Topics for Discussion
1. Discuss the various customs that are part of Jiro's world but not ours, such as the customs involved in the offering and declining of food in chapter 2. Customs develop to serve certain social needs. What needs do the customs and social conventions of Jiro's world serve?
2. Yoshida says, "Ah—manners—they can be taught, but spirit—that is a gift of the gods." How is the balance between spiritedness and subservience to "manners" different in Jiro's world and ours? Are we better off as a result of the relative absence of manners and ceremonies in our lives? Or do we have just as many manners and ceremonies in our lives as do the Japanese of Jiro's world?
3. What do Jiro's parents think about the events of the story? How do they feel about one another? How would the story have been different if told from their points of view?
4. What words of wisdom from the novel appeal to you? Does your experience show that these "truths" are indeed true?
5. Paterson raises the issue of dealing with the hungry, homeless, and destitute in The Master Puppeteer. Of the various solutions proposed by the characters in the novel, which do you think would be most effective?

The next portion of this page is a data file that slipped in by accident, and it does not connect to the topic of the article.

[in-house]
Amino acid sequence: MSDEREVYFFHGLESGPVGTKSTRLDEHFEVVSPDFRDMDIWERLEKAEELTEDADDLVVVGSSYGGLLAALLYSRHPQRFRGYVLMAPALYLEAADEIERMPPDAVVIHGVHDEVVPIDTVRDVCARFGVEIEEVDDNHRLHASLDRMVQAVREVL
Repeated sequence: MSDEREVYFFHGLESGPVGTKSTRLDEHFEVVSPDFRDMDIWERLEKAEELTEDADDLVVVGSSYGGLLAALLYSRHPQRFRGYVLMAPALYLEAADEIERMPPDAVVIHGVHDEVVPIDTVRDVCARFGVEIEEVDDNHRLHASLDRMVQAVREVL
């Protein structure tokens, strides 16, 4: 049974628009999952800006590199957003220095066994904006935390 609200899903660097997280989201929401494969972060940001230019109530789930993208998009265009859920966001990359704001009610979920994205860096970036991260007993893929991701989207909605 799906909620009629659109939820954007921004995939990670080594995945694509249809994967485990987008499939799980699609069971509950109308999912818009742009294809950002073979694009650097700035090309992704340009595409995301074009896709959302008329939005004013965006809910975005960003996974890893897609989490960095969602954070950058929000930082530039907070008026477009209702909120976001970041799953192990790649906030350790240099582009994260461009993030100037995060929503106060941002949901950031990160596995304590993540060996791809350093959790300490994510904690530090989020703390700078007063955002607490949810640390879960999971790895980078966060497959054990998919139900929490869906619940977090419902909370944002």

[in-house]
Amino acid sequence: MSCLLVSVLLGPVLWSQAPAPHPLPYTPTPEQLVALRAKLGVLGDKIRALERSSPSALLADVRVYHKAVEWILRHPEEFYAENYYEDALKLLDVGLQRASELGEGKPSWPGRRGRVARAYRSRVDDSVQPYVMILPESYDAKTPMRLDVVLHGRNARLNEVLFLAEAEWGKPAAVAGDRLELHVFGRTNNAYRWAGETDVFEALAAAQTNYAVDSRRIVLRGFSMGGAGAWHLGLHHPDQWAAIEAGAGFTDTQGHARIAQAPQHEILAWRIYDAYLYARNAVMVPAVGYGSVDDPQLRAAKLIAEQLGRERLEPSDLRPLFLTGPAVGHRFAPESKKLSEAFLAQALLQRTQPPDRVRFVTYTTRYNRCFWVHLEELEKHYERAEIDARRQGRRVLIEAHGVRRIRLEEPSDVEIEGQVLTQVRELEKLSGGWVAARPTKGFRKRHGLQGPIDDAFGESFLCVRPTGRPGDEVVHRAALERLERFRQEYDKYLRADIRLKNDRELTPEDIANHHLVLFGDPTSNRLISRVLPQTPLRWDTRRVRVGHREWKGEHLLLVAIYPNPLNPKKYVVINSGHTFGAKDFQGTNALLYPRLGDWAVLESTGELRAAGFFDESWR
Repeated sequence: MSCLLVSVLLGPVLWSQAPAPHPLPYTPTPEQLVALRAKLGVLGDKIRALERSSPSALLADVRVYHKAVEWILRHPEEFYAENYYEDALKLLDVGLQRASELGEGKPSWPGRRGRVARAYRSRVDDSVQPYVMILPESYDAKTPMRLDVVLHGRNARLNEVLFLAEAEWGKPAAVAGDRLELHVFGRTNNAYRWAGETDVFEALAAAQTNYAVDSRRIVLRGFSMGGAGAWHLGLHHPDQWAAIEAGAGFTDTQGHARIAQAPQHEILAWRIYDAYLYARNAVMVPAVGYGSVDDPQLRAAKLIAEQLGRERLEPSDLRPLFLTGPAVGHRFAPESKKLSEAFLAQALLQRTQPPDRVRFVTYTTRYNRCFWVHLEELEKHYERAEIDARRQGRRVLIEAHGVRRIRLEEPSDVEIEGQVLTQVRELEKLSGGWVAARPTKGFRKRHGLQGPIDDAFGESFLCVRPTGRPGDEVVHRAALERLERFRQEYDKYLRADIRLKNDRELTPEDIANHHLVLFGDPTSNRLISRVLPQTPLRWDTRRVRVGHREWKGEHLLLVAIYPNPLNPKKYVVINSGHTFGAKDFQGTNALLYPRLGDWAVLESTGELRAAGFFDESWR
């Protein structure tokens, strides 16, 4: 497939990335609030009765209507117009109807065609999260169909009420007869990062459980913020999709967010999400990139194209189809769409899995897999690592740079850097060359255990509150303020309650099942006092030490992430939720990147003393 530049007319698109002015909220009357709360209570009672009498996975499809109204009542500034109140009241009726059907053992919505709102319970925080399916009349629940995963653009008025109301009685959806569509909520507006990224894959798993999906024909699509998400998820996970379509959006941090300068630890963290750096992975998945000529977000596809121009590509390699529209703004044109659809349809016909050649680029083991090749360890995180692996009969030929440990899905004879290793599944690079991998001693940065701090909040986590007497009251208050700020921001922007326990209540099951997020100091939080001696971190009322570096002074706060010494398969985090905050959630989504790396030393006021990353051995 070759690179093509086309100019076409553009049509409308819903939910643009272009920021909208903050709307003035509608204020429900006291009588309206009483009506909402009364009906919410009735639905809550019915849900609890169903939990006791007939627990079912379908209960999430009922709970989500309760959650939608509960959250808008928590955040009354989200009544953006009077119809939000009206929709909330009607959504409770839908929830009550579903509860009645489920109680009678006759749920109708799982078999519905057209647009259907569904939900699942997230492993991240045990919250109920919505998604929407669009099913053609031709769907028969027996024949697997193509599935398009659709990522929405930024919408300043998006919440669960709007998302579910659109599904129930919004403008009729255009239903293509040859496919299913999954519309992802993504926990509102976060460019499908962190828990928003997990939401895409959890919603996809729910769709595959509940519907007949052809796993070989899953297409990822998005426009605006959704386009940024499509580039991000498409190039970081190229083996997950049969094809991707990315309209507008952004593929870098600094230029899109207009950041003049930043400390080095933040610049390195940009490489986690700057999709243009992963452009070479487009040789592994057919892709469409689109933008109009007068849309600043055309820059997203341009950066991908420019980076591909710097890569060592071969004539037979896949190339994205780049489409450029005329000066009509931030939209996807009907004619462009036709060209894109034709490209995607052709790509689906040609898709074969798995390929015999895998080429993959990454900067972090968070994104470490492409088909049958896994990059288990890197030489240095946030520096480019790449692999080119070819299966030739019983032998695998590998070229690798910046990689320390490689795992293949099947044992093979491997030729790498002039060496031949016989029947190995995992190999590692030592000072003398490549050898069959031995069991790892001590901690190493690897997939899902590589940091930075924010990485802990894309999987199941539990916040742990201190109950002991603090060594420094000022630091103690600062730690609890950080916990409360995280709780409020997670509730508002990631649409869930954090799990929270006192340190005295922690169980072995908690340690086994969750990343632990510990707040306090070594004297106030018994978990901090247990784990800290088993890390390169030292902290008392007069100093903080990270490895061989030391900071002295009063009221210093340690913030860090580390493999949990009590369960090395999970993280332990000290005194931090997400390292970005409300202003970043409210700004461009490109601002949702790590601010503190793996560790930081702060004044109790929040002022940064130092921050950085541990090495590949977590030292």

6. There is a lot of teaching in The Master Puppeteer, although it is not of the classroom sort. List as many sorts of teaching, such as teaching through art, as you can. Do you feel Jiro's education is in any way preferable to education as conventionally practiced in American schools?
7. Yoshida is the son of a samurai; thus he holds both himself and others to very high standards. The elevation of an elite class with noble standards runs counter to the philosophy of democracy. Does it have any advantages over democracy?
8. The world of television seems lavish,...
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